Saturday, April 12, 2008

Raven 6: The Ruin of the O'Sullivans






And this is why I have been a little quiet on the blogging front this week... The production of a new book in the Raven series always takes some fairly dedicated effort as these are my only productions where there is any kind of rush to have them.


The blurb is pasted below. I sent the announcement email before going to bed one night this week and by the time I got up the next morning the whole of the special state was sold out.


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The Ruin of the O'Sullivans by Robert Scoble.


A few years before the outbreak of the First World War, one of the most prominent business families in the United States was comprehensively ruined when its head suddenly engaged in some spectacularly inopportune trading on the coffee market. Percy O'Sullivan was still only 39 and had been for several years at the apogee of his career as President of the New York Coffee Exchange when he made his incomprehensible mistake.What his business colleagues - and perhaps even he himself - did not know was that Percy had been portrayed a few years before as one of the principal characters in the great novel Hadrian the Seventh.


When Percy was a boy, his Irish-American millionaire father had sent him and his brother Vincent, later to achieve enduring fame as a fin de siecle poet and short story writer, to be schooled at St Mary's College at Oscott in England. The two brothers had spent a good deal of their time with the Oscott seminarian and part-time teacher Frederick Rolfe. Although he never saw the brothers again, Rolfe never forgot the prepossessing Percy, whom he decided to immortalise in his most famous book.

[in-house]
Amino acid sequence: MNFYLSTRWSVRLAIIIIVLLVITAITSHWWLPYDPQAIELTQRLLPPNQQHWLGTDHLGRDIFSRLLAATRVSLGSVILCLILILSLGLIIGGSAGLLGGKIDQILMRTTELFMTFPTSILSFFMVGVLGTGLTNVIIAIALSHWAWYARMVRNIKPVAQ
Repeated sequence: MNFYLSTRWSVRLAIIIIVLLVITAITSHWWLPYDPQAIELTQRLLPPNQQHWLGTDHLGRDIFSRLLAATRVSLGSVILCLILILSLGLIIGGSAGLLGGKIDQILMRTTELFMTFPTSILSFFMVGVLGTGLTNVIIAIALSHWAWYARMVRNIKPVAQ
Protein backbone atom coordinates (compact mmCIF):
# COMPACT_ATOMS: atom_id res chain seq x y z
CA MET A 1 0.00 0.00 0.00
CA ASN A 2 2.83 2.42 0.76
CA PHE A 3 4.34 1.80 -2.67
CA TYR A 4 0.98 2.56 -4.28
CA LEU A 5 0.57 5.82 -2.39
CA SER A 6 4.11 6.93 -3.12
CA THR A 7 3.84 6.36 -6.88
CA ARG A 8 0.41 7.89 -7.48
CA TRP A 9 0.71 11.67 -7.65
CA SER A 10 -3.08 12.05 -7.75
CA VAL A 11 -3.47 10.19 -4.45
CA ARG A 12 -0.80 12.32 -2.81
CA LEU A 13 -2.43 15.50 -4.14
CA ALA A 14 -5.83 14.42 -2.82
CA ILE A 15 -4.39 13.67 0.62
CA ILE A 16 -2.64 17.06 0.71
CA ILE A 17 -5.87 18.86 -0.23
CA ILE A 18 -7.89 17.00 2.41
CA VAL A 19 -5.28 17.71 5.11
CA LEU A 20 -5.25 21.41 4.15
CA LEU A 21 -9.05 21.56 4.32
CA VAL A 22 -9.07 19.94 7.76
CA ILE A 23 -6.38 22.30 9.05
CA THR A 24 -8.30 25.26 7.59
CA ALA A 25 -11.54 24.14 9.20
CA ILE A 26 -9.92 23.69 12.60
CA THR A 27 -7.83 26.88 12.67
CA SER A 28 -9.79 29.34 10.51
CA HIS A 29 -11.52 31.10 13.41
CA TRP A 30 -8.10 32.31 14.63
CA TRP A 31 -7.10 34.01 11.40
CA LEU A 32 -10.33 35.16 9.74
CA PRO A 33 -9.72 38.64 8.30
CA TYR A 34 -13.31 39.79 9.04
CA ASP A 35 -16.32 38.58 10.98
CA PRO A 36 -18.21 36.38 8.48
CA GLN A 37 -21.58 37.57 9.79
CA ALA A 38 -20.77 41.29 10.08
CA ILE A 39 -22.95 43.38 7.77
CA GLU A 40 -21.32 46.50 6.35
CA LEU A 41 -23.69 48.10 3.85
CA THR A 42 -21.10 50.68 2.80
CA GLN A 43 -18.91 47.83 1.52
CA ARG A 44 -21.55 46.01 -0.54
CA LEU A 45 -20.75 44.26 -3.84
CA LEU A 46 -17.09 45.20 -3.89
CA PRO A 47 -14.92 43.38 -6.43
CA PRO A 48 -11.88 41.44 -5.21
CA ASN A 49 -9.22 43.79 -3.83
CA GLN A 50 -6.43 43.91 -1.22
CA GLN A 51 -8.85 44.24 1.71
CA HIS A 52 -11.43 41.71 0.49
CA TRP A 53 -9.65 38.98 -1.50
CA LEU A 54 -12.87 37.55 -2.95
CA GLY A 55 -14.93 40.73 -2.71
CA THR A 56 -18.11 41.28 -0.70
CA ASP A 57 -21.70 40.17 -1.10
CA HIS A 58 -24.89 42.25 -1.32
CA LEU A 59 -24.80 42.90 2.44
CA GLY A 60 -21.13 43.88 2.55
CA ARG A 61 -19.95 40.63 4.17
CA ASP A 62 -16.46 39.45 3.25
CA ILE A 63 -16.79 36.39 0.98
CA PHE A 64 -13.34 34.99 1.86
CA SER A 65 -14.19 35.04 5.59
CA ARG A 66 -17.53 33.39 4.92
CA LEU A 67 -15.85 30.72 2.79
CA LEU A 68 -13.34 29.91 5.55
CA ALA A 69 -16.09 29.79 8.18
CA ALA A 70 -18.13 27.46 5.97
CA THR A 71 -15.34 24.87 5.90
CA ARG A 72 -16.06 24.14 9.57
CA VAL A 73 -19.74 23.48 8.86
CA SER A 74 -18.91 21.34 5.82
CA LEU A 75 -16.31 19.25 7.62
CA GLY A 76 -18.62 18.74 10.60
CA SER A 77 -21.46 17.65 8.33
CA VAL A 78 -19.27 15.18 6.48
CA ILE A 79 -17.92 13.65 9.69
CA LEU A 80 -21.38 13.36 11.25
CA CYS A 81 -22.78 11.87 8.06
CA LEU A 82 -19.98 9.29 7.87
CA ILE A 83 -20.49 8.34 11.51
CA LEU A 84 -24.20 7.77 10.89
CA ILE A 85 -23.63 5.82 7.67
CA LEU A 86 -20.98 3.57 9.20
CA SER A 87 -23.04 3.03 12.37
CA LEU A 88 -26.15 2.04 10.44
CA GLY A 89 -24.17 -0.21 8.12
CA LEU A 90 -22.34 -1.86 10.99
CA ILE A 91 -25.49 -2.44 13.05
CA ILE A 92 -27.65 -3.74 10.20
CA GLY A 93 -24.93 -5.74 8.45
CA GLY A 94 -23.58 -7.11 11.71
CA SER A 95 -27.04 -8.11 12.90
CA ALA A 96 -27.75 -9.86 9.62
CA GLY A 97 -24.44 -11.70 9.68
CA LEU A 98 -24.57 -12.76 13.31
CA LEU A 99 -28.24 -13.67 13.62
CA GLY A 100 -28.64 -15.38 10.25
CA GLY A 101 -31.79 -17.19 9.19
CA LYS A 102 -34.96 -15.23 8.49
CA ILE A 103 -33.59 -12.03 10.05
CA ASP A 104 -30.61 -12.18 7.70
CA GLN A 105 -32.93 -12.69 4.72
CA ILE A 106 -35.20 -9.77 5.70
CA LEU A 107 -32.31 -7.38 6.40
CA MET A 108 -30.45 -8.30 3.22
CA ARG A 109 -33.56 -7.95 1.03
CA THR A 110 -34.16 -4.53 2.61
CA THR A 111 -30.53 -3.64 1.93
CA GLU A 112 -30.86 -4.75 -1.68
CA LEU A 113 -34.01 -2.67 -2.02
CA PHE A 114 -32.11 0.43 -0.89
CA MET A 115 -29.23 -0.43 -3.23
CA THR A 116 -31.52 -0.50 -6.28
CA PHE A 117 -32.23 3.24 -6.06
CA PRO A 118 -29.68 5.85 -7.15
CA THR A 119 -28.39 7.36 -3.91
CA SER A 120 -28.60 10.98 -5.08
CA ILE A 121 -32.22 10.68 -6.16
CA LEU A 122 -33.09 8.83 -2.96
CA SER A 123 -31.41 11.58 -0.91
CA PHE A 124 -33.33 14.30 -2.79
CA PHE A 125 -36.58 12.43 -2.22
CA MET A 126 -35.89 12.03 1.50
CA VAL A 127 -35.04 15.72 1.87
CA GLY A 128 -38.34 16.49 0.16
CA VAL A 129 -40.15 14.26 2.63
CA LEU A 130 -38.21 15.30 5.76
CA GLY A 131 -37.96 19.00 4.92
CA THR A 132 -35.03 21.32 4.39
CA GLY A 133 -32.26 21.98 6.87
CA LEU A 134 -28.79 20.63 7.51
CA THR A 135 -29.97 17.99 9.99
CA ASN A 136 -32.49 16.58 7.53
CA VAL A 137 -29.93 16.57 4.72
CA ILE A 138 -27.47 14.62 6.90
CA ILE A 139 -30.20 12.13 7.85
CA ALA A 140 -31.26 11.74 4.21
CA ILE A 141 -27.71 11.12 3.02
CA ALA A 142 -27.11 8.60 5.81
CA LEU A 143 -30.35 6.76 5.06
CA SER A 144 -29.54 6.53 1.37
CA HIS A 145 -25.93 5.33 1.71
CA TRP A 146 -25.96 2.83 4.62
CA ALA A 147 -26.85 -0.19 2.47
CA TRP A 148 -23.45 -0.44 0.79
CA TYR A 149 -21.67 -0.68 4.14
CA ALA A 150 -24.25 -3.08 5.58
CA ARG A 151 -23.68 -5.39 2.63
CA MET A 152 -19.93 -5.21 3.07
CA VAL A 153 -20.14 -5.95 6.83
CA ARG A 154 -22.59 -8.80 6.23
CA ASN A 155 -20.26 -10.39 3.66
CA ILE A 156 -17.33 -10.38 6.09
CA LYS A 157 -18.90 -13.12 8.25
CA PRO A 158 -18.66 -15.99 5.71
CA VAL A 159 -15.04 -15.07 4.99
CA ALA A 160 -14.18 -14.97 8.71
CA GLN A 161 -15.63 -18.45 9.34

With the publication of Robert Scoble's latest monograph in this series, the story of the ill-fated O'Sullivan family is told for the first time. It is a story of stupendous achievement and sad decline, of mental instability and the sometimes tragic consequences of impetuosity.


The Raven Series has been planned as a set of scholarly essays which will add substantially to our knowledge of the life and work of Frederick Rolfe. Each essay is being published in a strictly limited edition, and there is little doubt that complete sets will be sought after by collectors in the years to come.


Of a full edition of 70, the first 12 copies of The Ruin of the O'Sullivans constitute the special state, case bound in terracotta paper-covered boards with gilt titles, and signed by the author. Numbers 13-70 form the ordinary state of the edition, and are sewn into terracotta card covers with a paper label and acetate wrappers.

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